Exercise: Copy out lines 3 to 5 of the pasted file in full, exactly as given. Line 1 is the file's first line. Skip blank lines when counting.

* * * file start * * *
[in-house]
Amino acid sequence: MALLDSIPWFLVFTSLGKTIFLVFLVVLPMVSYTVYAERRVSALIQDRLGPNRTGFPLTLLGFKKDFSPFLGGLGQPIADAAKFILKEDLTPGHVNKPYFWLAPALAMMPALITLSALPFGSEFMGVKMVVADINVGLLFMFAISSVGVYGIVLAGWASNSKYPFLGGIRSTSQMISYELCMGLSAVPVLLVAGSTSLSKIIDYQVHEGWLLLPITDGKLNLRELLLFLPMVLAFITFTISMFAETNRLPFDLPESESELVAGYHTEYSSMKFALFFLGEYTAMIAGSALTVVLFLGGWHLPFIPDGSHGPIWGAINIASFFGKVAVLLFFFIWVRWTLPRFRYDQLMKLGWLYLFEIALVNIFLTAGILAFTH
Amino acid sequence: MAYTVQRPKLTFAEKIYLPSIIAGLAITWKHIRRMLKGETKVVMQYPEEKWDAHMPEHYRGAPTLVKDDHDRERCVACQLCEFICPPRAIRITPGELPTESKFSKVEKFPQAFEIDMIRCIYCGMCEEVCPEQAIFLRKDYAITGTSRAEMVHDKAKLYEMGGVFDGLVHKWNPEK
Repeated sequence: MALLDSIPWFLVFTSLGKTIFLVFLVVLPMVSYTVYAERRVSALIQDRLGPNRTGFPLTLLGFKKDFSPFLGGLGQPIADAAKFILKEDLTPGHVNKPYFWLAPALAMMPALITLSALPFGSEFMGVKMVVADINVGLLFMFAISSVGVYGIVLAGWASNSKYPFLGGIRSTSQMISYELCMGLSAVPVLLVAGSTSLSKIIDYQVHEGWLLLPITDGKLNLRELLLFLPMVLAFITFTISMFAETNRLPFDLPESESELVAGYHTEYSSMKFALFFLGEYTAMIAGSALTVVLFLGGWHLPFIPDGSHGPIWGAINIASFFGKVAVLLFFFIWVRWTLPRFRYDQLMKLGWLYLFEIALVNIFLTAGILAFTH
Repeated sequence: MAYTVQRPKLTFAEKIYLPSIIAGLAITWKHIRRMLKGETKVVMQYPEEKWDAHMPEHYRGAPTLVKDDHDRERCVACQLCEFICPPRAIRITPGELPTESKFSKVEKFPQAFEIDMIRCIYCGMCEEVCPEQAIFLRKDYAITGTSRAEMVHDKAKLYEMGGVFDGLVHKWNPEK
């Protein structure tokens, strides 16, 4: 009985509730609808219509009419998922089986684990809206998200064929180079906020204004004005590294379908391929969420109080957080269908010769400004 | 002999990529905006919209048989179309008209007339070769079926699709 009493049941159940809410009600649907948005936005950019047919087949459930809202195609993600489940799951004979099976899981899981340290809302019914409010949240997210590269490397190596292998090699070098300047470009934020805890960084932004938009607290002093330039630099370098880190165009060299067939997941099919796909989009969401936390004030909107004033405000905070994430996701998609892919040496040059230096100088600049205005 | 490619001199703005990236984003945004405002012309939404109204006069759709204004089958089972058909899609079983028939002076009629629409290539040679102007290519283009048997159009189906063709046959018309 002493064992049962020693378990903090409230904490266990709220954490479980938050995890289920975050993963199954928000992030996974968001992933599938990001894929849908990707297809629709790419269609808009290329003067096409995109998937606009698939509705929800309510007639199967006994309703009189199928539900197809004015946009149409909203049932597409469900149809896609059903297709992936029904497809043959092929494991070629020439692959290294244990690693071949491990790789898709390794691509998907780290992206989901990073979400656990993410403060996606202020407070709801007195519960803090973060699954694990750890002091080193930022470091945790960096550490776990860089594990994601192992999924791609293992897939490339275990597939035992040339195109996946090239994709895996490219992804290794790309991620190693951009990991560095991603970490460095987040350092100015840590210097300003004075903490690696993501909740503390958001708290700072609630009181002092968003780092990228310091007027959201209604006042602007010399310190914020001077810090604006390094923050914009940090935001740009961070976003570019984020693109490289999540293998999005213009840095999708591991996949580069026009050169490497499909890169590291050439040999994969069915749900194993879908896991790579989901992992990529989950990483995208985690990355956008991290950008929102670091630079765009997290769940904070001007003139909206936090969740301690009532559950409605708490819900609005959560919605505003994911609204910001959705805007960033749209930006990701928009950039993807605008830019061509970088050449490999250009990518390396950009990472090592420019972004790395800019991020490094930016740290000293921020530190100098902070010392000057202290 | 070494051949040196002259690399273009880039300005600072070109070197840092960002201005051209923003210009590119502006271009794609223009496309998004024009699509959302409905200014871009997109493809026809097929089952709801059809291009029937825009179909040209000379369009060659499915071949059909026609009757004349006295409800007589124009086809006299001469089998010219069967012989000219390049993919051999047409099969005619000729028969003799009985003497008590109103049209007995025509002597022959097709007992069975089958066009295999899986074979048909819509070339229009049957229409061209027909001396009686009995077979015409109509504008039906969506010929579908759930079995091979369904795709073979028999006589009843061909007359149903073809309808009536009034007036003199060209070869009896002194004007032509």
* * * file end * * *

Amino acid sequence: MAYTVQRPKLTFAEKIYLPSIIAGLAITWKHIRRMLKGETKVVMQYPEEKWDAHMPEHYRGAPTLVKDDHDRERCVACQLCEFICPPRAIRITPGELPTESKFSKVEKFPQAFEIDMIRCIYCGMCEEVCPEQAIFLRKDYAITGTSRAEMVHDKAKLYEMGGVFDGLVHKWNPEK
Repeated sequence: MALLDSIPWFLVFTSLGKTIFLVFLVVLPMVSYTVYAERRVSALIQDRLGPNRTGFPLTLLGFKKDFSPFLGGLGQPIADAAKFILKEDLTPGHVNKPYFWLAPALAMMPALITLSALPFGSEFMGVKMVVADINVGLLFMFAISSVGVYGIVLAGWASNSKYPFLGGIRSTSQMISYELCMGLSAVPVLLVAGSTSLSKIIDYQVHEGWLLLPITDGKLNLRELLLFLPMVLAFITFTISMFAETNRLPFDLPESESELVAGYHTEYSSMKFALFFLGEYTAMIAGSALTVVLFLGGWHLPFIPDGSHGPIWGAINIASFFGKVAVLLFFFIWVRWTLPRFRYDQLMKLGWLYLFEIALVNIFLTAGILAFTH
Repeated sequence: MAYTVQRPKLTFAEKIYLPSIIAGLAITWKHIRRMLKGETKVVMQYPEEKWDAHMPEHYRGAPTLVKDDHDRERCVACQLCEFICPPRAIRITPGELPTESKFSKVEKFPQAFEIDMIRCIYCGMCEEVCPEQAIFLRKDYAITGTSRAEMVHDKAKLYEMGGVFDGLVHKWNPEK